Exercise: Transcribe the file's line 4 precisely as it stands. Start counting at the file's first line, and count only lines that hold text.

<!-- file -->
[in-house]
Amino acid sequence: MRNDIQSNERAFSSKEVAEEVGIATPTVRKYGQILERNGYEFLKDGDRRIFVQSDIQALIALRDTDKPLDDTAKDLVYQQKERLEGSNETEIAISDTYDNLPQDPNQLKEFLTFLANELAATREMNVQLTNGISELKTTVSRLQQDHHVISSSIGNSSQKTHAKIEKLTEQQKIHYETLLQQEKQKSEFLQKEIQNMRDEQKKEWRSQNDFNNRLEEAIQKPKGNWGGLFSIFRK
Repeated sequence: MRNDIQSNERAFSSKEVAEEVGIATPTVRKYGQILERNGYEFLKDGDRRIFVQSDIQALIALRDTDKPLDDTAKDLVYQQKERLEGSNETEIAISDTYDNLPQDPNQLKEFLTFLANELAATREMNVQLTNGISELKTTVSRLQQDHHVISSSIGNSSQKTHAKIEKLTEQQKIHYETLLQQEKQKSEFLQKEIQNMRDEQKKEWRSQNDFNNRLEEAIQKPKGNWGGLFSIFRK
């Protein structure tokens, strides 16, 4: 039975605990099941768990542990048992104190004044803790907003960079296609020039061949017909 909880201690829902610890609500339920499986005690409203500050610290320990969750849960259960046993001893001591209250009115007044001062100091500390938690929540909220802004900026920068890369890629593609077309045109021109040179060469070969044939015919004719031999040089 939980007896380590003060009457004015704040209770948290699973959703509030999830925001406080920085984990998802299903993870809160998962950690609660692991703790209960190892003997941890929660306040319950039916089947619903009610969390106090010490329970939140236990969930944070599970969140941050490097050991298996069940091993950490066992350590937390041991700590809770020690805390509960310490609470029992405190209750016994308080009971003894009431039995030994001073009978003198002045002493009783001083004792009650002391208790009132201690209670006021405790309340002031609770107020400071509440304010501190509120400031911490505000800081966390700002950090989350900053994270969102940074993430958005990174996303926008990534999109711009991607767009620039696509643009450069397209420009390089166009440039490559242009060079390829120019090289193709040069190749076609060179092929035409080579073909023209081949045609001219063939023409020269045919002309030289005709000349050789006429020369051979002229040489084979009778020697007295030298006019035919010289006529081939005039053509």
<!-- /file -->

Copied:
């Protein structure tokens, strides 16, 4: 039975605990099941768990542990048992104190004044803790907003960079296609020039061949017909 909880201690829902610890609500339920499986005690409203500050610290320990969750849960259960046993001893001591209250009115007044001062100091500390938690929540909220802004900026920068890369890629593609077309045109021109040179060469070969044939015919004719031999040089 939980007896380590003060009457004015704040209770948290699973959703509030999830925001406080920085984990998802299903993870809160998962950690609660692991703790209960190892003997941890929660306040319950039916089947619903009610969390106090010490329970939140236990969930944070599970969140941050490097050991298996069940091993950490066992350590937390041991700590809770020690805390509960310490609470029992405190209750016994308080009971003894009431039995030994001073009978003198002045002493009783001083004792009650002391208790009132201690209670006021405790309340002031609770107020400071509440304010501190509120400031911490505000800081966390700002950090989350900053994270969102940074993430958005990174996303926008990534999109711009991607767009620039696509643009450069397209420009390089166009440039490559242009060079390829120019090289193709040069190749076609060179092929035409080579073909023209081949045609001219063939023409020269045919002309030289005709000349050789006429020369051979002229040489084979009778020697007295030298006019035919010289006529081939005039053509």